Friday, September 14, 2012

The Art of Re Tweeting

Retweets are a simple and organic way Twitter users have found to share something said by another person to people who may not be following that person. The process allows people to provide color to their timeline by allowing someone else to provide an agreeable perspective. Many, however, abuse this privilege.

It's so abused in fact, that Twitter was aware of this and gives users the opportunity to opt out of seeing retweets for a particular friend. I have unfortunately turned off retweets for a majority of my friends on that network. It does not have to be this way, but here's what gets the privilege for me removed.

Political posts: Yes, here we go again. Some people are too passive aggressive to state their own opinions, so they will constantly retweet a political pundit or satirist. I have always, 100% of the time found this to be annoying and thus the privilege is lost. I can understand the passive aggression on Twitter, I often participate in it myself, but it's something that I'm actively working on correcting.

Comedians: Similar to political retweeters, retweeting comedian tweets allows an unfunny friend to post something funny. The only problem with that is 92% of the time, I do not find it funny and thus the privilege is lost. Modern rhetoric for some reason allows these "comedians" to be exempt from modern politically correct verbiage that we're all obligated to use. Maybe I should just become a "comedian" too. We should all become "comedians".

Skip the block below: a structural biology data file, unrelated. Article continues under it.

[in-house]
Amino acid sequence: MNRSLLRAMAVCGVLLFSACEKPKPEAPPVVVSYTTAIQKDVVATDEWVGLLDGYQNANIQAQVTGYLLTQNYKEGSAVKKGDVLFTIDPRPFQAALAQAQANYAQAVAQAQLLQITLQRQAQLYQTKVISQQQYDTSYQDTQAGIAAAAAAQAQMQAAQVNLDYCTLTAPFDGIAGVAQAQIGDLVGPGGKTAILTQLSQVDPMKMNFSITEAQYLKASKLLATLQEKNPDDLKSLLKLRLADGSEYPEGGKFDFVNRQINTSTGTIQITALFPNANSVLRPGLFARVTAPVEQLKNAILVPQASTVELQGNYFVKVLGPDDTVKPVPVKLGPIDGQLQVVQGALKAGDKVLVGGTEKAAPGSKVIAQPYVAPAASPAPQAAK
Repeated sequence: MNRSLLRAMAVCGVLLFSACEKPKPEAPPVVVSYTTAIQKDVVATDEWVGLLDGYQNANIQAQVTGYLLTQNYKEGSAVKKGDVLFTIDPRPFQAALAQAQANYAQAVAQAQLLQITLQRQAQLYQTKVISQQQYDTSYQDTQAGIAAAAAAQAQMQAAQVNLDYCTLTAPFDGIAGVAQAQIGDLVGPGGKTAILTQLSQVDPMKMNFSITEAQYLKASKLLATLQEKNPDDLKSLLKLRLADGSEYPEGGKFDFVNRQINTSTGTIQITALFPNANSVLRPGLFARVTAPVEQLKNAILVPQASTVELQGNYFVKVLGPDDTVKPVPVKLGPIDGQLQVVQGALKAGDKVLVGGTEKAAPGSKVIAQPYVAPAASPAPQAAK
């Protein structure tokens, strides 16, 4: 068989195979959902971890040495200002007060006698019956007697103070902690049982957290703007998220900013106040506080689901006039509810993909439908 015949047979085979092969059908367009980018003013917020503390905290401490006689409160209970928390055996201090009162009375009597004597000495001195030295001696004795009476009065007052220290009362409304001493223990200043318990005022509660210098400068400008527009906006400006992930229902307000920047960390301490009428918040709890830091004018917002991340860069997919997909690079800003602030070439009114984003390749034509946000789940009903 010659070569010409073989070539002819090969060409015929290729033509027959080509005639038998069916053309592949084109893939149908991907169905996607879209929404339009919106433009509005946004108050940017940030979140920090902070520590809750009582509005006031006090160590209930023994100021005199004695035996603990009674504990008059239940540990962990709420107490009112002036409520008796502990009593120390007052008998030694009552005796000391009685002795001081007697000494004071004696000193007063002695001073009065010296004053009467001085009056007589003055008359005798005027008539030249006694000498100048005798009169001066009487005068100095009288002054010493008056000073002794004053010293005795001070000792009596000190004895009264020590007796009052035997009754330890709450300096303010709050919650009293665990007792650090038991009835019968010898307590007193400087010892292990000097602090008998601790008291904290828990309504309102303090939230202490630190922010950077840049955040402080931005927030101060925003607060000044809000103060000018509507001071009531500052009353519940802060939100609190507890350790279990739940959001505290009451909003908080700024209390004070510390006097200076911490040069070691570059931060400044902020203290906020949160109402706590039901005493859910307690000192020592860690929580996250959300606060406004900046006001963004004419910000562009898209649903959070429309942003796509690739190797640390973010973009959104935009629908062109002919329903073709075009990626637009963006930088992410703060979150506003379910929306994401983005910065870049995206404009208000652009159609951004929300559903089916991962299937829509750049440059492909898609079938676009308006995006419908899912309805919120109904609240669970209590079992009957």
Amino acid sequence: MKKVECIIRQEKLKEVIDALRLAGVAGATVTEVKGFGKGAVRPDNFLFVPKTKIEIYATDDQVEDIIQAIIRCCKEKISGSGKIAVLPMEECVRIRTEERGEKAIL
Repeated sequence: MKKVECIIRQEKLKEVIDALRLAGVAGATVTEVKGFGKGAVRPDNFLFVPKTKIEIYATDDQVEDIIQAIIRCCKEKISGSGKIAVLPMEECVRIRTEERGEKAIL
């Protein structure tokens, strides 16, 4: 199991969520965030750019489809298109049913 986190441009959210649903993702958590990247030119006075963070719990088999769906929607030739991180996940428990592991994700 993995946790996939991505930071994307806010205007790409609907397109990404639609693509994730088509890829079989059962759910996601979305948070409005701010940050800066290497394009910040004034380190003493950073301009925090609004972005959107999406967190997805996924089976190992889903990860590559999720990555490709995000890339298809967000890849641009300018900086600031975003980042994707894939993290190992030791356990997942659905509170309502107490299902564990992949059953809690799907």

Anarchists: Some people just want to see the world burn. but they don't have the courage to light any matches. Instead they'll retweet the most off the wall, confusing, vague, and shrill tweets from confused and shrill people. The point of doing this is to appear perhaps to be intellectual or edgy, which fails, and thus the privilege is lost.

Capitalists: People who constantly want to help a brother out by retweeting their sale items almost instantly lose their privilege. It never fails someone's selling a phone for 500 bucks and retweeting this will magically get this overpriced item sold. I don't think so, friend. It just revokes that privilege.

At this point, the question is, "Is there a proper retweet"? The answer to that is, "Not really". But here are a few cases where I've found retweets to be halfway enjoyable.

Carrying a conversation: If someone who has a large number of followers tweets something that merits a variety of responses, it would benefit them to retweet some good replies. To openly continue to engage in that conversation can be enlightening and it feels natural. I think that's the backbone of what makes the community within Twitter to work.

Breaking News: Twitter is all about talking about people dying before it becomes mainstream news. I don't see a problem with someone breaking important information in doses. If someone's going to abuse that and constantly retweet news, well they then lose the privilege, but an occasional on the spot quick news RT is quite alright.

I think the point is to use discretion. As I stated, I've honestly turned off most retweets, but there are a couple people who do get it right. When more people figure it out, I'll remember to allow them to return to the privileged few. It's wonderful the rampant free speech that's practiced on the web, but like the First Amendment of our Constitution, your free speech rights do not obligate me to hear them.